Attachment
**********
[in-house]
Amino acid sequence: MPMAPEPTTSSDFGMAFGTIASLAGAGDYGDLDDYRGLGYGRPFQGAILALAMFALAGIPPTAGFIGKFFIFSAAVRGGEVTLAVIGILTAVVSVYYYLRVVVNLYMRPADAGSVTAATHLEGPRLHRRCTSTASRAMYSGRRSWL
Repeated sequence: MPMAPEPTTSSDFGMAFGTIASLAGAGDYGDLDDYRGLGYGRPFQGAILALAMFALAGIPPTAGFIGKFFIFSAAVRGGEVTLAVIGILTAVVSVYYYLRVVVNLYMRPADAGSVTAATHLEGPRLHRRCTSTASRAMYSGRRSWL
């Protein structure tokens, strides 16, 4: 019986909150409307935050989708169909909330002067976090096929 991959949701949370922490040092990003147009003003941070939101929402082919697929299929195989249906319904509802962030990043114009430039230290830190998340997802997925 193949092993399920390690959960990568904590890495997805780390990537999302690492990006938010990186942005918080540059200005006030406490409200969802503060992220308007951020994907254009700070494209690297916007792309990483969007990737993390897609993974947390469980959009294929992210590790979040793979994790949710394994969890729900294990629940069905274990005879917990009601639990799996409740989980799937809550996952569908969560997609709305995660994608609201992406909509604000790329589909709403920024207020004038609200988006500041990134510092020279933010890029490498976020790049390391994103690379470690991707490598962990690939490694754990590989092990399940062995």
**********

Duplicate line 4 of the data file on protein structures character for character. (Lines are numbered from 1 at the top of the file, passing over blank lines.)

């Protein structure tokens, strides 16, 4: 019986909150409307935050989708169909909330002067976090096929 991959949701949370922490040092990003147009003003941070939101929402082919697929299929195989249906319904509802962030990043114009430039230290830190998340997802997925 193949092993399920390690959960990568904590890495997805780390990537999302690492990006938010990186942005918080540059200005006030406490409200969802503060992220308007951020994907254009700070494209690297916007792309990483969007990737993390897609993974947390469980959009294929992210590790979040793979994790949710394994969890729900294990629940069905274990005879917990009601639990799996409740989980799937809550996952569908969560997609709305995660994608609201992406909509604000790329589909709403920024207020004038609200988006500041990134510092020279933010890029490498976020790049390391994103690379470690991707490598962990690939490694754990590989092990399940062995």